Smart Cities
New cognitive approaches to long-standing challenges

Making the IoT Real

The Internet of Things or IoT ,key driver of smart cities is championing the unison of machines/things, people, volumes of data and processes worldwide in order to build cities that are efficient, economically viable and people friendly. IoT Platform has stirred up the smart city wave from concrete clad layouts to practical driven hubs.
Public health and safety
IoT technology has several applications in urban public health and safety, which could have an economic impact of about $700 billion per year in 2025. These applications include using video cameras for crime monitoring, improving emergency services and disaster response, and monitoring street lights and the structural health of buildings. The biggest impact, however, would come from the application of IoT technology in air and water quality monitoring.
Air and water quality monitoring
The World Health Organization estimates that 3.7 million deaths were linked to outdoor air pollution in 2012, with the bulk of deaths occurring in low- and middle-income countries. IoT technology provides cities and citizens with the means to gather real-time data on air and water quality from thousands of location and to pinpoint problems at the neighborhood or even housing unit level.
Similar approaches can be used to monitor water supply at the tap. Greater awareness and accountability will improve air and water quality. For example, if monitoring leads to effective pollution-reduction strategies, cities could cut particulate matter pollution from 70 micrograms per cubic meter to 20 micrograms per cubic meter. We estimate that this could cut deaths related to air pollution by around 15 percent .
Crime detection and monitoring
Many cities already have security cameras and some have gunshot recognition sensors. IoT will enable these cameras and sensors to automatically detect unusual activities, such as someone leaving a bag unattended, and to trigger a rapid response. Such solutions are already in use in Glasgow, Scotland, and in Memphis, Tennessee, in the United States. Cities that have implemented such systems claim a 10 to 30 percent decrease in crime. We estimate the economic impact of crime reduction on this scale could be more than $30 billion per year.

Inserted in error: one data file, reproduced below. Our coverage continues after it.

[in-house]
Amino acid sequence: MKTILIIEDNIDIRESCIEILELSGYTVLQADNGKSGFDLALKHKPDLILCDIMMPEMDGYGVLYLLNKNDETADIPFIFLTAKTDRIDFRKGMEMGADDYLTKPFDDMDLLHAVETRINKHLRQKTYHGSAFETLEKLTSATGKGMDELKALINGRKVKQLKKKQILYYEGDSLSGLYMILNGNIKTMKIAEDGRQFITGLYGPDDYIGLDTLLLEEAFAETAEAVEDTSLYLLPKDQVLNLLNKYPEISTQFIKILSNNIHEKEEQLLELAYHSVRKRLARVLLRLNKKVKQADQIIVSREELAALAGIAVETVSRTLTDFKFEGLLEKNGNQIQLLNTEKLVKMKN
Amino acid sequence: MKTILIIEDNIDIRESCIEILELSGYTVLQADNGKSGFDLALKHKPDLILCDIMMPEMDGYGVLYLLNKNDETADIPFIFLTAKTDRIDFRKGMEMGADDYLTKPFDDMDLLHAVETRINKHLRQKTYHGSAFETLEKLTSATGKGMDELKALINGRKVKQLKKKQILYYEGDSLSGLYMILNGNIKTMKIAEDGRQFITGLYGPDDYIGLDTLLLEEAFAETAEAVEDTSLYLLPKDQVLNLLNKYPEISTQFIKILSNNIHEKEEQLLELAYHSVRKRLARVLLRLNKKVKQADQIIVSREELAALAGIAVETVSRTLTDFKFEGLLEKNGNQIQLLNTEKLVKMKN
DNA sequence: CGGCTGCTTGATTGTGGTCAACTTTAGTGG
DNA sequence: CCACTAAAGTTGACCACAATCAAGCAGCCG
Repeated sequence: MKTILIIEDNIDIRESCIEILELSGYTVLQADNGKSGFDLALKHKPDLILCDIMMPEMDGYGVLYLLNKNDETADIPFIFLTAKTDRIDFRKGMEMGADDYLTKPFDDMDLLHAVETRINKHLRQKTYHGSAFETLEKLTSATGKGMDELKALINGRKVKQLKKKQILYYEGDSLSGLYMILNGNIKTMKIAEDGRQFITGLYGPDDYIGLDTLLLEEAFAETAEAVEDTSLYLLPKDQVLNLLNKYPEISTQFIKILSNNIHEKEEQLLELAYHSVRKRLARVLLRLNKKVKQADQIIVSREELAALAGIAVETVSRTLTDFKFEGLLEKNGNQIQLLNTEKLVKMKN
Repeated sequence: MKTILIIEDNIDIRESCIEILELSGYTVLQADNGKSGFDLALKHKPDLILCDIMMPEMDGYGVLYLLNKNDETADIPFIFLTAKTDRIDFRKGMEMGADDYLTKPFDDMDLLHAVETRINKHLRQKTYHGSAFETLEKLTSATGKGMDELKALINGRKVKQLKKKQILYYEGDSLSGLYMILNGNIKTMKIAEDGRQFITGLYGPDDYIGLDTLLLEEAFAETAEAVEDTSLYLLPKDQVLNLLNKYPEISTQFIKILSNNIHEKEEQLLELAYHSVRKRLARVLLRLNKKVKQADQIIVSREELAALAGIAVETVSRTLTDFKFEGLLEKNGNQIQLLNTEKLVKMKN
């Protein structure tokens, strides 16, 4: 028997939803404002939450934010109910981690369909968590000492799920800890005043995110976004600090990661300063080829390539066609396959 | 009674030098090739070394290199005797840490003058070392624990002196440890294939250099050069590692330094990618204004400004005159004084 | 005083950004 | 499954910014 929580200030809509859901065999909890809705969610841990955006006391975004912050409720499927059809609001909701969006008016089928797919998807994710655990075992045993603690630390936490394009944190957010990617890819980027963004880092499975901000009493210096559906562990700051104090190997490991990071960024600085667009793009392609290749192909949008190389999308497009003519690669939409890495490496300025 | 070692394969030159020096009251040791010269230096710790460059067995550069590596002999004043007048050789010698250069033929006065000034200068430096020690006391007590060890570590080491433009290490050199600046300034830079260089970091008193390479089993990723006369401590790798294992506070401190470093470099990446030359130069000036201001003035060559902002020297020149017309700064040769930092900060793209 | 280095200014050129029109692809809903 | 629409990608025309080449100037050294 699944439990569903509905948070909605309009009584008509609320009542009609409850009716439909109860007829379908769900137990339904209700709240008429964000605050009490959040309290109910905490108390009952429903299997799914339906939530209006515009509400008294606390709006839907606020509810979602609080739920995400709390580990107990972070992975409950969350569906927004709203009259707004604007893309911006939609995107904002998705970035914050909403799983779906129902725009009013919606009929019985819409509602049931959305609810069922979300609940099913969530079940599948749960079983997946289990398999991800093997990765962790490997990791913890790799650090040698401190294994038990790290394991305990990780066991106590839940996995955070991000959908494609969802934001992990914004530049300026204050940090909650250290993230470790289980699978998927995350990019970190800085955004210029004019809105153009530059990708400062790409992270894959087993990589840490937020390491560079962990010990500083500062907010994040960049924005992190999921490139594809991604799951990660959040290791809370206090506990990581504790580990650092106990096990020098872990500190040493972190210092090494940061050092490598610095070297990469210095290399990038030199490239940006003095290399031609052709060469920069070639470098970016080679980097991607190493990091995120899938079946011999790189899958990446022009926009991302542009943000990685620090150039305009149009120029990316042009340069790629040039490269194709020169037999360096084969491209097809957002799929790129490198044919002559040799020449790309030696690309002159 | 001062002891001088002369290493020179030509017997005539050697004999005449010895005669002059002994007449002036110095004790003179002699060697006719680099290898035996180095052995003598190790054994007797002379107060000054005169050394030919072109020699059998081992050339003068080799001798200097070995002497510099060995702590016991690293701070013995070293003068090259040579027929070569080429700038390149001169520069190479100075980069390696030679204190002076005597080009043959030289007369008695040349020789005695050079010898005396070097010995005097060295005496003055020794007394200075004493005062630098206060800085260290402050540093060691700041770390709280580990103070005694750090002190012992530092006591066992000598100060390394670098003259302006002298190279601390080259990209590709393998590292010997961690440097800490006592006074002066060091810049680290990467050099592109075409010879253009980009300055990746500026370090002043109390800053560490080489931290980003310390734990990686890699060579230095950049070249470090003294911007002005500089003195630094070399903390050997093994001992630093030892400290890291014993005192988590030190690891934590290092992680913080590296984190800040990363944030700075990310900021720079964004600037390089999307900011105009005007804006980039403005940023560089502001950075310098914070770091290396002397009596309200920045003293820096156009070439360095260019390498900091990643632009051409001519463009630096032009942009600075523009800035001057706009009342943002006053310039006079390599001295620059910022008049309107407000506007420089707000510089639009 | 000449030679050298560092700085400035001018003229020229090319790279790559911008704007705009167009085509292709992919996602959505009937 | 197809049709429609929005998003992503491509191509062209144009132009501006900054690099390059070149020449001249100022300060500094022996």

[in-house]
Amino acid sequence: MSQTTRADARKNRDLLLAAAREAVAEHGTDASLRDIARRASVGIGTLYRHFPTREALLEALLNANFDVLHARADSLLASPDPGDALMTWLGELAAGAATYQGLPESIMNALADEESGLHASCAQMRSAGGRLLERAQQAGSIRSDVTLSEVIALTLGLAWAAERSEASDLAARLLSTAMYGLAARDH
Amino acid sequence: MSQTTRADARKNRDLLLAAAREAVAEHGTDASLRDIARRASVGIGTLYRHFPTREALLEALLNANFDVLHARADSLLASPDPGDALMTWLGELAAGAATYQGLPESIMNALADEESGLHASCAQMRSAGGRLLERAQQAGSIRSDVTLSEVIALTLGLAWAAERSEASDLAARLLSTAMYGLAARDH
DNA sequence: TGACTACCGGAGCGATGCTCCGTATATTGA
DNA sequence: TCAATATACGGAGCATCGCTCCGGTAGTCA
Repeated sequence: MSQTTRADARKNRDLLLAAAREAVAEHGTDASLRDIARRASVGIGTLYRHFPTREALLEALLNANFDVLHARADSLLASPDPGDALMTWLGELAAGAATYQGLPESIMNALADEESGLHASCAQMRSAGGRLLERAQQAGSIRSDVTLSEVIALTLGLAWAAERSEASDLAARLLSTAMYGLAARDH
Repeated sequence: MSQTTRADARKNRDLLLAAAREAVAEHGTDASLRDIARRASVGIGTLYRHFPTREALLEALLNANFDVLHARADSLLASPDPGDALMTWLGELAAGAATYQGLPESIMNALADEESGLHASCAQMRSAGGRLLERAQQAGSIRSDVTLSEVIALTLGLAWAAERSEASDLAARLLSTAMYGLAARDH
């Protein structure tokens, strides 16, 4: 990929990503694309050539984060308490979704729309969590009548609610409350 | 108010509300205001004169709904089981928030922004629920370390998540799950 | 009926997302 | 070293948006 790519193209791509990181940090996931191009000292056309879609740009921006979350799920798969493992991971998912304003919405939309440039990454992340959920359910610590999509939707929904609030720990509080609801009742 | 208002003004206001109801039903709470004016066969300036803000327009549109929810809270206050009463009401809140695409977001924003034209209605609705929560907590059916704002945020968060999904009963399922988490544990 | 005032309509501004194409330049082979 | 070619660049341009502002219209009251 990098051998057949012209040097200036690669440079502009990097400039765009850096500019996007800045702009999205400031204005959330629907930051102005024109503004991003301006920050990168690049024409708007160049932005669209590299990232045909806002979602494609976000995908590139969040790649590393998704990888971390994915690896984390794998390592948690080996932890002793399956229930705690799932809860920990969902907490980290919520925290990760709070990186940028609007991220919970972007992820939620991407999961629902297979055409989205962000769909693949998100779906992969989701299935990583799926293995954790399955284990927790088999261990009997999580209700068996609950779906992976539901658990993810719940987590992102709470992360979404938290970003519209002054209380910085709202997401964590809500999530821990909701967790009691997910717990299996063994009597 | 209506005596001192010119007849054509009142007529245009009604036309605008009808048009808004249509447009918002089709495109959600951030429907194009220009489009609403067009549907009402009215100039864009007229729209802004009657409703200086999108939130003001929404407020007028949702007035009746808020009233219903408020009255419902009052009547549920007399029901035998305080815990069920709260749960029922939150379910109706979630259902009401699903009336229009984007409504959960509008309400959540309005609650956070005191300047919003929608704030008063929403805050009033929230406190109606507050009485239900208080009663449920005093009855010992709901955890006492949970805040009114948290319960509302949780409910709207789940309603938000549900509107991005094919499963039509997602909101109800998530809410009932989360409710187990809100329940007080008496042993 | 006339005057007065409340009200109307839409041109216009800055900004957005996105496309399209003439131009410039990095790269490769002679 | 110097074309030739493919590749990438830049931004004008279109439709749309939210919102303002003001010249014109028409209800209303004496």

Adaptive traffic control uses real-time data to adjust the timing of traffic lights to improve traffic flow. A centralized control system collects data from sensors installed at intersections to monitor traffic flow. Based on volume, the system adjusts the length of red and green lights to ensure smooth flow.
Use of adaptive traffic control has been shown to speed traffic flow by between 5 and 25 percent. We estimate that adaptive traffic control and smart meters could reduce time spent in traffic jams and looking for parking spaces by 10 to 15 percent, which could be worth more than $500 billion per year globally in 2025. There could be additional benefits, such as reduced CO2 emissions and postponing or avoiding investment in new roads.
Smart City Initiatives.

Transportation is the largest application and includes IoT-based systems to manage traffic flow. For example, there is great economic potential in the use of IoT that could come from adjusting commuting schedules based on actual tracking data of public transit systems (buses and trains). Up to 70 percent of commuting time today is “buffer time”—the extra time between when the rider arrives at a stop or station and when the bus or train actually leaves.

See More chevron_right

Infographic Explaining Benefits of Smart Cities

Enabling the Future for a Smarter Africa.

Even though adoption rates for autonomous cars and other IoT technologies in the cities of advanced economies is likely to be higher, developing-economy cities are likely to capture nearly 40 percent of value since their populations are growing so rapidly. Also, because so many developing economies are resource-rich.